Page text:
A major influence on the domestic and foreign missionary movement of the eighteenth and nineteenth centuries, "The Life and Diary of David Brainerd" is Jonathan Edwards' biography of David Brainerd. David Brainerd was an 18th century colonial American missionary. During the last five years of his lifetime, which was tragically cut short by tuberculosis at the age of twenty-nine, he traveled over three thousand miles on horseback in order to spread the word of the bible to the native peoples of America. Brainerd's life was one of hardship. Orphaned at the age of fourteen, Brainerd suffered from a deep depression that was at times immobilizing. The tuberculosis that killed him which is believed to have been contracted some seven years earlier while he was a student at Yale was only made worse by the harsh wilderness lifestyle that his missionary work demanded. Jonathan Edwards substantially edited his diary for publication and published it posthumously in 1749; ever since it has been a source of inspiration for Christian missionaries the world over.
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- THE LIFE AND DIARY OF THE REV. DAVID BRAINERD
- INTRODUCTORY NOTE
- THE LIFE AND DIARY OF DAVID BRAINERD.
- PART I. FROM HIS BIRTH, TO THE TIME WHEN HE BEGAN TO STUDY FOR THE MINISTRY
- PART II. FROM ABOUT THE TIME THAT HE FIRST BEGAN TO STUDY DIVINITY, TILL HE WAS EXAMINED AND LICENSED TO PREACH
- PART III. FROM THE TIME OF HIS BEING LICENSED TO PREACH TILL HE WAS APPOINTED AS MISSIONARY TO THE INDIANS
- PART IV. FROM THE TIME OF HIS EXAMINATION AND APPOINTMENT TO HIS ENTRANCE AMONG THE INDIANS AT KAUNAUMEEK
- PART V. FROM HIS BEGINNING TO INSTRUCT THE INDIANS AT KAUNAUMEEK, TO HIS ORDINATION
- PART VI. FROM HIS ORDINATION, TILL HE FIRST BEGAN TO PREACH TO THE INDIANS AT CROSWEEKSUNG, AMONG WHOM HE HAD HIS MOST REMARKABLE SUCCESS
- PART VII. FROM HIS BEGINNING TO PREACH TO THE INDIANS AT CROSSWEEKSUNG, TILL HE RETURNED FROM HIS LAST JOURNEY TO SUSQUEHANNAH ILL WITH THE CONSUMPTION WHEREOF HE DIED.
- PART VIII. AFTER HIS RETURN FROM HIS LAST JOURNEY TO SUSQUEHANNAH, UNTIL HIS DEATH.
- MR. BRAINERD'S JOURNAL, IN TWO PARTS.
- THE RISE AND PROGRESS OF A REMARKABLE WORK OF GRACE
- Brainerd's Journal, Part I
- Brainerd's Journal, Part II
- FIRST APPENDIX TO MR. BRAINERD'S JOURNAL: CONTAINING HIS GENERAL REMARKS ON THE DOCTRINES PREACHED, THEIR EXTRAORDINARY EFFECTS, &c.
- SECT. I. The doctrine preached to the Indians.
- SECT. II. Morality, sobriety, and external duties, promoted by preaching Christ crucified.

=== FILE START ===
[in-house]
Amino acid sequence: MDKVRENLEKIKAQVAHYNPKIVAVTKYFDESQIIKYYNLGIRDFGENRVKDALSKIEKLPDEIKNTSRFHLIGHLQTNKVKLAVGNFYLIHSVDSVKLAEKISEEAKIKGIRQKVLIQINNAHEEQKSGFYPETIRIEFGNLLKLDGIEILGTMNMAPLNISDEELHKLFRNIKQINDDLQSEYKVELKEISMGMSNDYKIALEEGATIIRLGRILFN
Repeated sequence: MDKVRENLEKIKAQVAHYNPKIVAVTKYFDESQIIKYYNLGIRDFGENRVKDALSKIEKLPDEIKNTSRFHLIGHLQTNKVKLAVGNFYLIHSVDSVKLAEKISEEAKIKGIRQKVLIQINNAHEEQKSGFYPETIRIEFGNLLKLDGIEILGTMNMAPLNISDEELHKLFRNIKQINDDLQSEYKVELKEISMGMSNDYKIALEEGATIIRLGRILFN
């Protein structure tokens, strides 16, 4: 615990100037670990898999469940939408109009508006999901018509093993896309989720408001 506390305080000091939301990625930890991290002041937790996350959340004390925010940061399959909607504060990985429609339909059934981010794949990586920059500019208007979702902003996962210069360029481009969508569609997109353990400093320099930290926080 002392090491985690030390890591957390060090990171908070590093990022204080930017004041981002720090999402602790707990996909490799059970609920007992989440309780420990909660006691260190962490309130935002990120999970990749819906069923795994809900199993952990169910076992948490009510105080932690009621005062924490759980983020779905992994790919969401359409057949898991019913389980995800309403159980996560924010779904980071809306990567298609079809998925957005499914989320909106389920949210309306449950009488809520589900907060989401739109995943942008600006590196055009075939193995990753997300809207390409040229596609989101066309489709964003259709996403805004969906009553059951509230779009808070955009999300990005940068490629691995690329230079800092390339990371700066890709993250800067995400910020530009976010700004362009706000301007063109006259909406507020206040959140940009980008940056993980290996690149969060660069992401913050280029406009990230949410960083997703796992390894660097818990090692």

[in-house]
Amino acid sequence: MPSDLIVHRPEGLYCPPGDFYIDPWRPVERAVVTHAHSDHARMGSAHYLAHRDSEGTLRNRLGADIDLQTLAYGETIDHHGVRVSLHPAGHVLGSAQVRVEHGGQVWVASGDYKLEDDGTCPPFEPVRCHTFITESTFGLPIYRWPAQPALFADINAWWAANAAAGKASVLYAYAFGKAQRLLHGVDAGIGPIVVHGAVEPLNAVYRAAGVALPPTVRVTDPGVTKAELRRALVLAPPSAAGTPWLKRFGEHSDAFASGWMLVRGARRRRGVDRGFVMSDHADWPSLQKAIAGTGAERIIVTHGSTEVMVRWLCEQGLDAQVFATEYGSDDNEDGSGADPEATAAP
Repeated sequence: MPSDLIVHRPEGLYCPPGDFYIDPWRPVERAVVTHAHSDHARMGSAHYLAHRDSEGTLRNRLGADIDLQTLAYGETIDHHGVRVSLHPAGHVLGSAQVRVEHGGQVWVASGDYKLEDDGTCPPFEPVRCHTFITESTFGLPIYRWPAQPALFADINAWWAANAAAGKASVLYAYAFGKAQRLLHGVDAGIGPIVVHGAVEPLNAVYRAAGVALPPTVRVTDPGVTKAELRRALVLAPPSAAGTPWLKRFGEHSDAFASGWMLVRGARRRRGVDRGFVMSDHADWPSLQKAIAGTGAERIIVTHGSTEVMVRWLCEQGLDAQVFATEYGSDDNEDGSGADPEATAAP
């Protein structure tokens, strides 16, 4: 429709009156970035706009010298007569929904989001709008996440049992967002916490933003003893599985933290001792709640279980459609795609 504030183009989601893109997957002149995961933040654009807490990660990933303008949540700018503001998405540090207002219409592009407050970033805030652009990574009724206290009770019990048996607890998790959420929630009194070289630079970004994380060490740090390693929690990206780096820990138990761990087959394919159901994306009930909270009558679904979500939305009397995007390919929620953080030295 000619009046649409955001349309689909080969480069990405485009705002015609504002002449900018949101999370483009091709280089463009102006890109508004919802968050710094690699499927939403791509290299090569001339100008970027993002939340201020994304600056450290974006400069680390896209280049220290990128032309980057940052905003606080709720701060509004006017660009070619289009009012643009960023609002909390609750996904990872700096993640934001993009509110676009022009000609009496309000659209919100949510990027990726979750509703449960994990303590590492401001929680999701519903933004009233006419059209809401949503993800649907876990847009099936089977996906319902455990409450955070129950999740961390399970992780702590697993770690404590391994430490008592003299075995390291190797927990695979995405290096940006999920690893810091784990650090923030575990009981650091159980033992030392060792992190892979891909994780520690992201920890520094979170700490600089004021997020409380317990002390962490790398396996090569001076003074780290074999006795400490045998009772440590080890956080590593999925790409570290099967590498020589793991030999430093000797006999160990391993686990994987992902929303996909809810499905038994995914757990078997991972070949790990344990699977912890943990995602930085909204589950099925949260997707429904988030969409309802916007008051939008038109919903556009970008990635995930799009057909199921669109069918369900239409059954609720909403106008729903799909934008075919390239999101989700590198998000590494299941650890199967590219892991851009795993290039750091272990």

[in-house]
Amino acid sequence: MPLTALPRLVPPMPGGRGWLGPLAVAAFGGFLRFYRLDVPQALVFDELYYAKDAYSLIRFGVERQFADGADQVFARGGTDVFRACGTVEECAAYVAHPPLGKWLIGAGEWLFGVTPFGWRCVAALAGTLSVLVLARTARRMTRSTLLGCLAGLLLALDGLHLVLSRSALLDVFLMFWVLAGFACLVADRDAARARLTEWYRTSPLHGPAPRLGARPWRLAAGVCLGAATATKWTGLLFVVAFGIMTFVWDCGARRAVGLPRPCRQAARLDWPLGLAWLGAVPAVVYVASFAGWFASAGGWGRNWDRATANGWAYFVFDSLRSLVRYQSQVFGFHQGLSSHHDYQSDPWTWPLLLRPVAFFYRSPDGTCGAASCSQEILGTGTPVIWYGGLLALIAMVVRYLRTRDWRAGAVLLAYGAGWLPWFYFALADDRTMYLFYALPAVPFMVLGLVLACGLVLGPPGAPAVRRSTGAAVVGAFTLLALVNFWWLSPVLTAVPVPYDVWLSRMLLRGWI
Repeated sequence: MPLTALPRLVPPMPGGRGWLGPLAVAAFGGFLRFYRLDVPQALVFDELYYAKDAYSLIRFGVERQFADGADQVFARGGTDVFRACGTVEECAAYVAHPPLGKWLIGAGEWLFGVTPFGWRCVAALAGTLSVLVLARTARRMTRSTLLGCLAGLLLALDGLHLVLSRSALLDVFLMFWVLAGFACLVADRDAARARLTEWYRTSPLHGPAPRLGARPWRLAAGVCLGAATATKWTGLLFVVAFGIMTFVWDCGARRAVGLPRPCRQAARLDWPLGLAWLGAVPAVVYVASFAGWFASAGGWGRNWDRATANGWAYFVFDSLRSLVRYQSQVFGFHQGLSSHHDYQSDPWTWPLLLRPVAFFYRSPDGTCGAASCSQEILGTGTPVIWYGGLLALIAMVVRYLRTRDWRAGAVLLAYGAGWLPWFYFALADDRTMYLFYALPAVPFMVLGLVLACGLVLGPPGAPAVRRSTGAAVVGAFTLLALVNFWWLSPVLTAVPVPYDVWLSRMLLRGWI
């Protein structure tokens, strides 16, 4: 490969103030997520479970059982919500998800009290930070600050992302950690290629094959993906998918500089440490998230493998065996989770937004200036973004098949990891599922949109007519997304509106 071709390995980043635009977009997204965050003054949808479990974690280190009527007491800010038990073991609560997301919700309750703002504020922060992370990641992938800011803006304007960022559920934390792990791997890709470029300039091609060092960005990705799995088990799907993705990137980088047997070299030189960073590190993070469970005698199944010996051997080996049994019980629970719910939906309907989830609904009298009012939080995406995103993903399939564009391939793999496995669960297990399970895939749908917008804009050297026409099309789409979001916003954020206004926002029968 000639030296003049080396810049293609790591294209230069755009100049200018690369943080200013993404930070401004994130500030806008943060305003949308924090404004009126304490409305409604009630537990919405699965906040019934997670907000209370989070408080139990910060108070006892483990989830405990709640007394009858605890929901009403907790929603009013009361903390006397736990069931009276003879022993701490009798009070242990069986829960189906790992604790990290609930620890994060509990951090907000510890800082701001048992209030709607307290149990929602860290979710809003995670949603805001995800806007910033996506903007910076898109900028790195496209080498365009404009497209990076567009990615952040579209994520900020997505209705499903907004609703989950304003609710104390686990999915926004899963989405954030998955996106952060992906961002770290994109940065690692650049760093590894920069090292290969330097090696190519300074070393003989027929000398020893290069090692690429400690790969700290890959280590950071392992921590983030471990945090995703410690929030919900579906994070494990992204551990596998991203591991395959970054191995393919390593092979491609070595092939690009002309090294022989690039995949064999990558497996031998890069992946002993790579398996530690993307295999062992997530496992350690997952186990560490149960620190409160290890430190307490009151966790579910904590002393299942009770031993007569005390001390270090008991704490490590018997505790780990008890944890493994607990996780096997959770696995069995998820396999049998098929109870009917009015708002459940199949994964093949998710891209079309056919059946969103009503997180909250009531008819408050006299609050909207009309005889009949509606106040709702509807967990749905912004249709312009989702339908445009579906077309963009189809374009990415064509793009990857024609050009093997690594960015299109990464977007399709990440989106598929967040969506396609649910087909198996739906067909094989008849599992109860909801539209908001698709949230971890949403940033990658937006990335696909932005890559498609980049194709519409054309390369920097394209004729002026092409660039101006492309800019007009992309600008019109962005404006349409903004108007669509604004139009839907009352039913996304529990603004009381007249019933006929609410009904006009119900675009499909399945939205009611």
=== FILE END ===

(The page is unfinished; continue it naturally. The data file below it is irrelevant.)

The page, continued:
- SECT. III. Continuance, renewal, and quickness of the work.
- SECT. IV. But little appearance of false religion.
- SECOND APPENDIX TO MR. BRAINERD'S JOURNAL: CONTAINING AN ACCOUNT OF HIS METHOD OF LEARNING THE INDIAN LANGUAGE, AND OF INSTRUCTING THE INDIANS
- TOGETHER WITH THE DIFFICULTIES WHICH LIE IN THE WAY OF THEIR CONVERSION.
- SECT. I. Method of learning the Indian language.
- SECT. II. Method of instructing the Indians.
- SECT. III. Difficulties attending the Christianizing of the Indians First difficulty, the rooted aversion to Christianity that generally prevails among them.
- SECT. IV. Second difficulty in converting the Indians, viz. To convey divine truths to their understanding, and to gain their assent.
- SECT. V. A third difficulty in converting the Indians, viz. Their inconvenient situations, savage manners, and unhappy method of living.
- SECT. VI. Fourth difficulty in converting the Indians, viz. The designs of evil-minded persons to hinder the work.
- SECT. VII. Attestations of divine grace displayed among the Indians.
- THIRD APPENDIX
- MR. BRAINERD'S JOURNAL:
- CONTAINING HIS
- BRIEF ACCOUNT OF THE ENDEAVOURS USED BY THE MISSIONARIES
- OF THE
- SOCIETY IN SCOTLAND FOR PROPAGATING CHRISTIAN KNOWLEDGE,
- TO INTRODUCE THE GOSPEL AMONG THE INDIANS ON THE BORDERS OF NEW YORK, &C.
- MR. BRAINERD'S REMAINS, CONSISTING OF LETTERS AND OTHER PAPERS
- LETTER I. To his brother John, then a student at Yale college, New Haven.
- LETTER II. To his brother John, at Yale college, New Haven.
- LETTER III. To his brother Israel, at Haddam.
- LETTER IV. To a special friend.
- LETTER V. To a special friend, a minister of the gospel in New Jersey.
- LETTER VI. To his brother John, at college.
- LETTER VII. To his brother Israel, then a student at Yale college, New Haven.
- LETTER VIII. To his brother Israel, at college: written in the time of his extreme illness in Boston, a few months before his death.
- LETTER IX. To a young gentleman, a candidate for the work of the ministry, for whom he had a special friendship
- also written at the same time of his great illness and nearness to death in Boston.
- LETTER X. To his brother John, at Bethel, the town of Christian Indians in New Jersey
- written likewise at Boston, when he was there on the brink of the grave, in the summer before his death.
- DETACHED PAPERS.
- FIRST PAPER. A scheme of a dialogue between the various powers and affections of the mind, as they are found alternately whispering in the godly soul. Mentioned in his diary, Feb. 3, 1744.
- SECOND PAPER. Some gloomy and desponding thoughts of a soul under convictions of sin, and concern for its eternal salvation.
- THIRD PAPER. Some signs of godliness.
- A SERMON PREACHED IN NEWARK, JUNE 12, 1744, AT THE ORDINATION OF MR. DAVID BRAINERD, A MISSIONARY AMONG THE INDIANS UPON THE BORDERS OF THE PROVINCES OF NEW YORK, NEW JERSEY, AND PENNSYLVANIA.
- BY E. PEMBERTON, A. M. PASTOR OF THE PRESBYTERIAN CHURCH IN THE CITY OF NEW YORK.
- SOME REFLECTIONS AND OBSERVATIONS ON THE PRECEDING MEMOIRS, &C. OF THE REV. DAVID BRAINERD.